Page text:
Information about cooking career choices
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Culinary Career Options and Preparation

Raise your hand if you are interested in learning to become a professional chef or running your own restaurant one day?

Okay, put your hand down.

The culinary arts business needs creative individuals.

The good news is, ambitious folks can frequently begin working fairly quickly, without needing to spend multiple years sitting in a college classroom.

Lots of current professionals got their start by taking short, specific training in culinary arts topics. These types of courses are still around today and can still successfully prepare serious students for commercial culinary careers.

What kind of jobs are we talking about?
Here is a list of the top 19:
1. Bakery chefs
2. Banquet chefs
3. Nutrition specialists
4. Foodservice specialists
5. Pastry chefs
6. Cooks
7. Caterers
8. Baker assistants
9. Kitchen managers
10. Culinary supervisors
11. Chefs
12. Menu planners
13. Dessert catering
14. Food and supplies buyer
15. Food service management
16. Restaurant and hotel management
17. Banquet management
18. Catering management
19. Dining room management

Not all of these positions are strictly in the kitchen either. Some of them are in the restaurant and hospitality management area. Graduates of these programs train individuals for future opportunities in the restaurant, banquet and hotel business.

Most students earn some type of certificate or degree, such as a Certificate of Achievement, Associate in Science Degree or even a Bachelor's Degree.

A certificate of achievement is generally the fastest path. Most programs are under one year in length, although they can vary. These might be general cooking programs or they can specialize in one aspect of culinary arts, such as pastry making.

Like any other college major, the associate's degree is a two-year program, but some of the general education credits can often be earned while the student is still in high school.

And the bachelor's degree generally takes a full four years to complete.

Wondering what some of the classes might be that you will either have to take or can elect to take?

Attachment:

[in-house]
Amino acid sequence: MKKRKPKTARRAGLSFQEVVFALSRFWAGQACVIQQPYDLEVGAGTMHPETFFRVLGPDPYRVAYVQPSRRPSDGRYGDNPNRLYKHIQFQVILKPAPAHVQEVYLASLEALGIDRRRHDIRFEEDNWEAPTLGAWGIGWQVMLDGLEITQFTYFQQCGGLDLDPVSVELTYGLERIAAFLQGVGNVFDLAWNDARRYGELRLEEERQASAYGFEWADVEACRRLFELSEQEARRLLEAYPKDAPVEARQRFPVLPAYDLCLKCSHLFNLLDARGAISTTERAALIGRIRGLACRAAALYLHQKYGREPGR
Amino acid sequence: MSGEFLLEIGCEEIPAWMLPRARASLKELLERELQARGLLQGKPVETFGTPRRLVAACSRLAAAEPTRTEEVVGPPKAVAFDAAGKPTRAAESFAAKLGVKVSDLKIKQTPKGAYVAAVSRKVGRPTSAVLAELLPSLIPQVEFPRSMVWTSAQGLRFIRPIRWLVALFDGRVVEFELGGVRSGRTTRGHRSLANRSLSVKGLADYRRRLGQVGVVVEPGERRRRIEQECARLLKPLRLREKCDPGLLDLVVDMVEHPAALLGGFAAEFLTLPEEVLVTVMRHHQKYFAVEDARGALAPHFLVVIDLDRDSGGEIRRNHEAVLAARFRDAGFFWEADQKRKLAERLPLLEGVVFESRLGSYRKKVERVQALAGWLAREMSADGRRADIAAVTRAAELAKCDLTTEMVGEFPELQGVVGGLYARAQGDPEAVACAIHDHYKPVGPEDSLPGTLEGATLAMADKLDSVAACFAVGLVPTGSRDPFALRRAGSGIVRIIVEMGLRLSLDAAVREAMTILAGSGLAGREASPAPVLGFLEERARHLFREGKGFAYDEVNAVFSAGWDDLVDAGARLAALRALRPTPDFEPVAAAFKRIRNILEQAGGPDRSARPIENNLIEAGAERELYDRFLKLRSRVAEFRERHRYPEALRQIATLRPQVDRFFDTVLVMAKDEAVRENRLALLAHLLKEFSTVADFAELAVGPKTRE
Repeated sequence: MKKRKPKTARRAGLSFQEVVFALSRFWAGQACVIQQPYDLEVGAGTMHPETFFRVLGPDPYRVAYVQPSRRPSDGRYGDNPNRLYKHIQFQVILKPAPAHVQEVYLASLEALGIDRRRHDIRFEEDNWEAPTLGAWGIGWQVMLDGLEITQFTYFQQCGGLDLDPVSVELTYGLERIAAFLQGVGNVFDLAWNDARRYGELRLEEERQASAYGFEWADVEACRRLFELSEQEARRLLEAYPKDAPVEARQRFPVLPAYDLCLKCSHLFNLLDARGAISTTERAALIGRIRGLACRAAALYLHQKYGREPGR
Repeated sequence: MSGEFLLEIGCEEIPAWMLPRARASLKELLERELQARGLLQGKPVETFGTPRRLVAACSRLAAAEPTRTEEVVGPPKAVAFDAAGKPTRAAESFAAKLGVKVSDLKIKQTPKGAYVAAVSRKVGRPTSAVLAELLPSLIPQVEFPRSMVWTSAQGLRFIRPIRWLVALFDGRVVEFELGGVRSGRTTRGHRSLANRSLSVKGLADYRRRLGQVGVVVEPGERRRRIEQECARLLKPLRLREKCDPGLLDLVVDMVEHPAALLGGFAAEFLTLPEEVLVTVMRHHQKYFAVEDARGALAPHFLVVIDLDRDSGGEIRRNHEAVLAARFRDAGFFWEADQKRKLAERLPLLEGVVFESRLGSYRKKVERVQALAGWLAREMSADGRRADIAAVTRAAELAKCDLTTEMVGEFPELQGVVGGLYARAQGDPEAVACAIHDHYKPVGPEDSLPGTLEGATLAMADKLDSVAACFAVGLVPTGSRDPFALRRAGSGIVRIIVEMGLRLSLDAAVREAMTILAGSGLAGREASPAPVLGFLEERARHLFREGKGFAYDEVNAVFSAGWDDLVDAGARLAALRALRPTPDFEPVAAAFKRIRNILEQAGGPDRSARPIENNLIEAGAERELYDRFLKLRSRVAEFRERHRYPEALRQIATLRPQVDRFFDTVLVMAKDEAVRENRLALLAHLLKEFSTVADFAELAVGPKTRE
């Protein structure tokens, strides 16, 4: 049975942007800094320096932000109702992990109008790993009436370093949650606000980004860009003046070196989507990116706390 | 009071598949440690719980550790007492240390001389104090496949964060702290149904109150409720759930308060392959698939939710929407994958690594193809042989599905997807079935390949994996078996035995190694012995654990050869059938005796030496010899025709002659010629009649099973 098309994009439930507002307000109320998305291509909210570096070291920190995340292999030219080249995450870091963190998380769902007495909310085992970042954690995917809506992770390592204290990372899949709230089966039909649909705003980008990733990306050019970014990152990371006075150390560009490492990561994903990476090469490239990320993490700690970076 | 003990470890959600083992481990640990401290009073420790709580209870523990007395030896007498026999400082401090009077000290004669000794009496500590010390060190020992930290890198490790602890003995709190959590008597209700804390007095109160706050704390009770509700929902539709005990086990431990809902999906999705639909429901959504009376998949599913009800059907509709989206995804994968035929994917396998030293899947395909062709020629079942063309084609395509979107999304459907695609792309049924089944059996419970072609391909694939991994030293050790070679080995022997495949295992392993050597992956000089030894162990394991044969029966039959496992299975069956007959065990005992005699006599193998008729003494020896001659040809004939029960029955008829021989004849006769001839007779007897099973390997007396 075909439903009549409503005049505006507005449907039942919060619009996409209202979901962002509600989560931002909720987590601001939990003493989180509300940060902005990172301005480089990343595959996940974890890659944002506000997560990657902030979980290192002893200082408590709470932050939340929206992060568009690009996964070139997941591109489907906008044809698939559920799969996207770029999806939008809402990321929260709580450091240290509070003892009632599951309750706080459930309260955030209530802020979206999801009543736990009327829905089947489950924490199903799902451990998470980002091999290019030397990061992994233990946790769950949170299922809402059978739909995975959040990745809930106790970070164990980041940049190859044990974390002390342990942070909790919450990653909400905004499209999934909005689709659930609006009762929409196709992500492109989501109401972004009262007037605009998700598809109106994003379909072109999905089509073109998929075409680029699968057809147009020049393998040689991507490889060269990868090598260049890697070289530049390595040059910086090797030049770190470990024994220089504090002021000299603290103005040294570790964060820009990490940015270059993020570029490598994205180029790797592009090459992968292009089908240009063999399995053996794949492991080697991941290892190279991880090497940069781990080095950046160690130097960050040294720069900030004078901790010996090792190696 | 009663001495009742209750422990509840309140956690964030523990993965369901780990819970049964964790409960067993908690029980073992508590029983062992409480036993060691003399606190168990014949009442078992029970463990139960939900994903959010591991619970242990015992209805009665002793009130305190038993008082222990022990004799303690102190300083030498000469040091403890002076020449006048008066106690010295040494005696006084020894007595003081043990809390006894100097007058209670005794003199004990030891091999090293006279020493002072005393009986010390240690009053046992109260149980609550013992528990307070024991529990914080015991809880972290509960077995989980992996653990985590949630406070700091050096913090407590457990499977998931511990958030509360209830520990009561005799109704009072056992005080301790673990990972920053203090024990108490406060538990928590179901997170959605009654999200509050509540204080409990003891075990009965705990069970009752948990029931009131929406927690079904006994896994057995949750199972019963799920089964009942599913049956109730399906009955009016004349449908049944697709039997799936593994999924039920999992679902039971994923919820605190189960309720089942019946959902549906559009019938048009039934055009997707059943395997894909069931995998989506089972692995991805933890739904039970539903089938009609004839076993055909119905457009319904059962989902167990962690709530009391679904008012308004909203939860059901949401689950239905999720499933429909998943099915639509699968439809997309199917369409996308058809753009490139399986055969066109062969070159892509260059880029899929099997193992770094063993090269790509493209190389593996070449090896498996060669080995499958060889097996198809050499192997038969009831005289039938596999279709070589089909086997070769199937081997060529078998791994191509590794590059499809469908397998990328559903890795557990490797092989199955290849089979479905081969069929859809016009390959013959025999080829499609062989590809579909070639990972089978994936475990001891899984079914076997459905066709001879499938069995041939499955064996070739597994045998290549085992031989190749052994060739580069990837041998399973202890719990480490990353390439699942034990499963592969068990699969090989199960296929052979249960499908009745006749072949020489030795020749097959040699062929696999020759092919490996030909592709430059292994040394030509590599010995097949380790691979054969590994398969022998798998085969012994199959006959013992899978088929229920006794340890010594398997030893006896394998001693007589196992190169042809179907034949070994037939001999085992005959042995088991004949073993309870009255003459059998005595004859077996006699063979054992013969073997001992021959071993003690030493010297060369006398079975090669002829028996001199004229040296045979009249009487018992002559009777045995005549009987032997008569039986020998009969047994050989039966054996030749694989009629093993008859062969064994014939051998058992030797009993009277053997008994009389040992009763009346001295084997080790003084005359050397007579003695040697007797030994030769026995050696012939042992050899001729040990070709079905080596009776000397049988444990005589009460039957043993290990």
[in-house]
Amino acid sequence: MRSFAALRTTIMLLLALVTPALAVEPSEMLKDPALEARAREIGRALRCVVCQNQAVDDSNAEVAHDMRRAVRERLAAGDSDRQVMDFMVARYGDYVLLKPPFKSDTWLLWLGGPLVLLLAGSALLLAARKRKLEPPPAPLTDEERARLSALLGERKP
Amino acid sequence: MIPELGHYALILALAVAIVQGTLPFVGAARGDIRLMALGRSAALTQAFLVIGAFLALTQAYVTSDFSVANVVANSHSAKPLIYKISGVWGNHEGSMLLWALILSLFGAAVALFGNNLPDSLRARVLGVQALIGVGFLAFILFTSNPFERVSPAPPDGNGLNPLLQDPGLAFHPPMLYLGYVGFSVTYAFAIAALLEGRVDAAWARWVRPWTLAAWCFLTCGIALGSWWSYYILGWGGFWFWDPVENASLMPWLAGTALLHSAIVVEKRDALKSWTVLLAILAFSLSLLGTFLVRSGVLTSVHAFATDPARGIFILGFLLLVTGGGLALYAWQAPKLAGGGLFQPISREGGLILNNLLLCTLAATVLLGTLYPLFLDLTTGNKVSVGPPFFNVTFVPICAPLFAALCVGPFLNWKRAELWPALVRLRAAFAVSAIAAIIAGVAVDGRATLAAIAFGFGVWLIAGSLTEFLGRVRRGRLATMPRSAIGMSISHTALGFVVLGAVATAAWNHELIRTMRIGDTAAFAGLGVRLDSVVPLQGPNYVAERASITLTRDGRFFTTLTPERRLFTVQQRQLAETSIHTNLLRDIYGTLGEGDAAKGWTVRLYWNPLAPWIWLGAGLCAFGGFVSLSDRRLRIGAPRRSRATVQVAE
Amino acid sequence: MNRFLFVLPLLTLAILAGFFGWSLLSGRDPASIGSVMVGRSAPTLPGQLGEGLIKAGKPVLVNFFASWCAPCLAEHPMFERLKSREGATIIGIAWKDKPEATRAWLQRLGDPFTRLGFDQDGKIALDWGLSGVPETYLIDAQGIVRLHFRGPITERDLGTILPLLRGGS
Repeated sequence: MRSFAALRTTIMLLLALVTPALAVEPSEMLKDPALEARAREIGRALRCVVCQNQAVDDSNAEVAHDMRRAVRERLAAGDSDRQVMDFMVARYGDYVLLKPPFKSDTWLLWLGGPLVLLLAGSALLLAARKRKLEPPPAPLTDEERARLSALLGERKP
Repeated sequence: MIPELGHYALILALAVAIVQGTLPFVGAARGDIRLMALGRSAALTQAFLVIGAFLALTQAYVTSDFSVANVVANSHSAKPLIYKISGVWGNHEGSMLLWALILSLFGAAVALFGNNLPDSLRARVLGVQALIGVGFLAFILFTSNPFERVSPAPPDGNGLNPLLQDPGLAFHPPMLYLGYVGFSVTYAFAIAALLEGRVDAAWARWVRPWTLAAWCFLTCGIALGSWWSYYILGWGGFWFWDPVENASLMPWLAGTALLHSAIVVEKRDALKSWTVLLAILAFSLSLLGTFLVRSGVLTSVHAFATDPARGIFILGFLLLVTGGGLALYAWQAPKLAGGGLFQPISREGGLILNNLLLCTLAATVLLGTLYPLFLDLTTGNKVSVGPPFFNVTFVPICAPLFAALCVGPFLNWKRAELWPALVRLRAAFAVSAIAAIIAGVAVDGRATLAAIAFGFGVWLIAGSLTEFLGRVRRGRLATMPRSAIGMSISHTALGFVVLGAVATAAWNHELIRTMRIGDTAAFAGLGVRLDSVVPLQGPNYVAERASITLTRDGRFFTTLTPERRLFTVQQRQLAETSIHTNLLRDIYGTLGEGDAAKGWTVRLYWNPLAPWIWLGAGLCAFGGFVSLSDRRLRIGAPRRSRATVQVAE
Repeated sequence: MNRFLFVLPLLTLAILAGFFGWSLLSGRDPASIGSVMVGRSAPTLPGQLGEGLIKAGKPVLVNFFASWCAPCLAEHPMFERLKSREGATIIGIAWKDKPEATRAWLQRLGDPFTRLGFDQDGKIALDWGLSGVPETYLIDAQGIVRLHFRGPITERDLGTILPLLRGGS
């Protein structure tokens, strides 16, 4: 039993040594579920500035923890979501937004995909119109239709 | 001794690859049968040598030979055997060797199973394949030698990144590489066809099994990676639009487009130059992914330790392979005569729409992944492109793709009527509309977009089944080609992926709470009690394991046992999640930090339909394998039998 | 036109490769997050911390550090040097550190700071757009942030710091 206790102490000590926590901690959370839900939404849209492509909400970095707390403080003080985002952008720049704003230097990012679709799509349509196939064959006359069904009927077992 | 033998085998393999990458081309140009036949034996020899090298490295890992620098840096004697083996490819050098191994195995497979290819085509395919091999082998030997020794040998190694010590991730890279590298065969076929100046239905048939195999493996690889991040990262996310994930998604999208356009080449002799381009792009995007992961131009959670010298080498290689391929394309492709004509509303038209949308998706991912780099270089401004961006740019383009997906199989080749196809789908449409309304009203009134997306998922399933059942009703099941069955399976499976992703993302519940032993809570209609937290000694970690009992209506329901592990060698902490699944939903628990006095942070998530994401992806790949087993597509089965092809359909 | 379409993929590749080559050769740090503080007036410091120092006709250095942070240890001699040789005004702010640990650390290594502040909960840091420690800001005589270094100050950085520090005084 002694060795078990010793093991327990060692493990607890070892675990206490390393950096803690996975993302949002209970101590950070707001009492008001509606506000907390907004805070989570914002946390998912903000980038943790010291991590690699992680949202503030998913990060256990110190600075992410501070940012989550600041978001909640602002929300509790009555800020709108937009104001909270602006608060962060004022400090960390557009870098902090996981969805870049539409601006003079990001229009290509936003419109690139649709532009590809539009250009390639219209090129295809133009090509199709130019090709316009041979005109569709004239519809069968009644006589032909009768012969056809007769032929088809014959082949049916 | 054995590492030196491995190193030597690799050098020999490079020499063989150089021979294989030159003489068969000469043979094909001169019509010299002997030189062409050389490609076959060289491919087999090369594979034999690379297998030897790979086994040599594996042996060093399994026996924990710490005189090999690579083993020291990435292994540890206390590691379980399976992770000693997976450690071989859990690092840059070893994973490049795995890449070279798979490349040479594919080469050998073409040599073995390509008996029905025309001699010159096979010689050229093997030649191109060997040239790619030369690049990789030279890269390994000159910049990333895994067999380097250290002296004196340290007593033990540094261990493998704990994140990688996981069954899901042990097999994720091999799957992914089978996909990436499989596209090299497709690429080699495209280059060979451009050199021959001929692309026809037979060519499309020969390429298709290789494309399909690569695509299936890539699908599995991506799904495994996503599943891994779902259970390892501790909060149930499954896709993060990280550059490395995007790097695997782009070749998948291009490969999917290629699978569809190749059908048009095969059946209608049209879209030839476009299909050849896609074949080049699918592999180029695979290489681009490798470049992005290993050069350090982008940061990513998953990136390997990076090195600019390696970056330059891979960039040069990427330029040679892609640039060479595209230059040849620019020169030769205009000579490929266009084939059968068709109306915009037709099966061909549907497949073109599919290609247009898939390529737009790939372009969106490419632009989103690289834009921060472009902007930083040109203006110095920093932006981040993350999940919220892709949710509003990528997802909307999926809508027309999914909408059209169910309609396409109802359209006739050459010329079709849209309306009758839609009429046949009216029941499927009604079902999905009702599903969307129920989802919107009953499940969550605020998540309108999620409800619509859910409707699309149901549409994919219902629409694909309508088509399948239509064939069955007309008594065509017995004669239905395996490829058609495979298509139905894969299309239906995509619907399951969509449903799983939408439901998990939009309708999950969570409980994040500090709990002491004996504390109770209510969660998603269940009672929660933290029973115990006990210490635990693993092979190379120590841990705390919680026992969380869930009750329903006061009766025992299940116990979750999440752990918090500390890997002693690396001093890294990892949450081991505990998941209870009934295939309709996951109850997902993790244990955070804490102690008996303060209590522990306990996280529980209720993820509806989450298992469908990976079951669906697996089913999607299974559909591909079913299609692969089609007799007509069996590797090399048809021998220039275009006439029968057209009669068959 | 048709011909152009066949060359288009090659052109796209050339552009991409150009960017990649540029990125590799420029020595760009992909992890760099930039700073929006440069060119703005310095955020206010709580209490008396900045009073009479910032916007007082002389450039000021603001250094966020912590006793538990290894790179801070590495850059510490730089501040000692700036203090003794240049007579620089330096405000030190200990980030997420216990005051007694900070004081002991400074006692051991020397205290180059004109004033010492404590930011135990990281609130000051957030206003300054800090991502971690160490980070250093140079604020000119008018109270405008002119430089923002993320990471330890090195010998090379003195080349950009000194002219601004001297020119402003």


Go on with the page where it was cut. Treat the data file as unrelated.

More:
Here is a quick list of the top 21:
1. Restaurant kitchen tools 101
2. Hospitality business 101
3. The basics of cuisine
4. Garnishes and presentation
5. Safety, sanitation and important food handling rules
6. Nutrition and guidelines during menu preparation
7. Key fundamentals of baking
8. How restaurants operate
9. Menu planning and development
10. Purchasing and buying for a kitchen
11. Principles of food and beverage prices
12. Beverages, wine, spirits and hot drinks
13. Catering and special event operations and planning
14. Advanced baking and pastry making
15. Introduction to the dessert tray
16. Food and wine and pairing them together
17. Supervising and being supervised in the food service
18. Meat, fish and poultry
19. Advanced cuisine topics which may include seasonal, regional or international subjects
20. Restaurant math
21. Confectionary and dessert making

Most students will serve as an intern at a local restaurant before they graduate.

What do you think? Could this potentially be your future career field?


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If you decide to go to culinary school, where will you study?

Most larger cities will have one or two good schools you could enroll at. Most of these schools will train you to get started in an entry-level chef position. And, as you get close to graduation, they will work with you to try to get you placed at a local restaurant.

Some of the cities that have good schools include:
San Jose